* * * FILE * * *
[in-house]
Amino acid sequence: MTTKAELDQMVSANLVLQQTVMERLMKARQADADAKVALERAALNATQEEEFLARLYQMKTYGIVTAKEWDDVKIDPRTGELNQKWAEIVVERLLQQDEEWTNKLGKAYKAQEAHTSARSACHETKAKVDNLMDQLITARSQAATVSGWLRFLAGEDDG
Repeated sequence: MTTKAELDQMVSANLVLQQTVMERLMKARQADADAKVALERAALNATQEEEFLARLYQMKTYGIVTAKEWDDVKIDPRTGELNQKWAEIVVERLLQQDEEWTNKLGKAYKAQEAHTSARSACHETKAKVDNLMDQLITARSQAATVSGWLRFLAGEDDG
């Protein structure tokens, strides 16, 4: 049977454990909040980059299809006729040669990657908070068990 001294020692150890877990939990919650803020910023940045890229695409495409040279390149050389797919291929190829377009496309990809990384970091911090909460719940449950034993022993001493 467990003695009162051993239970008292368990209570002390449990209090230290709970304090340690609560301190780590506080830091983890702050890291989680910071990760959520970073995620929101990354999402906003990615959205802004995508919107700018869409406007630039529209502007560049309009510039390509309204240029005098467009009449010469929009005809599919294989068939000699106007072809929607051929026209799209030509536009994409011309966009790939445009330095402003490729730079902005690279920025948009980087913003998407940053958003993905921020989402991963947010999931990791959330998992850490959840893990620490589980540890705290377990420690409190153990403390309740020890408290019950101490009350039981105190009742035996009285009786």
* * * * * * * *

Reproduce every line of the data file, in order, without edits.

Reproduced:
[in-house]
Amino acid sequence: MTTKAELDQMVSANLVLQQTVMERLMKARQADADAKVALERAALNATQEEEFLARLYQMKTYGIVTAKEWDDVKIDPRTGELNQKWAEIVVERLLQQDEEWTNKLGKAYKAQEAHTSARSACHETKAKVDNLMDQLITARSQAATVSGWLRFLAGEDDG
Repeated sequence: MTTKAELDQMVSANLVLQQTVMERLMKARQADADAKVALERAALNATQEEEFLARLYQMKTYGIVTAKEWDDVKIDPRTGELNQKWAEIVVERLLQQDEEWTNKLGKAYKAQEAHTSARSACHETKAKVDNLMDQLITARSQAATVSGWLRFLAGEDDG
């Protein structure tokens, strides 16, 4: 049977454990909040980059299809006729040669990657908070068990 001294020692150890877990939990919650803020910023940045890229695409495409040279390149050389797919291929190829377009496309990809990384970091911090909460719940449950034993022993001493 467990003695009162051993239970008292368990209570002390449990209090230290709970304090340690609560301190780590506080830091983890702050890291989680910071990760959520970073995620929101990354999402906003990615959205802004995508919107700018869409406007630039529209502007560049309009510039390509309204240029005098467009009449010469929009005809599919294989068939000699106007072809929607051929026209799209030509536009994409011309966009790939445009330095402003490729730079902005690279920025948009980087913003998407940053958003993905921020989402991963947010999931990791959330998992850490959840893990620490589980540890705290377990420690409190153990403390309740020890408290019950101490009350039981105190009742035996009285009786």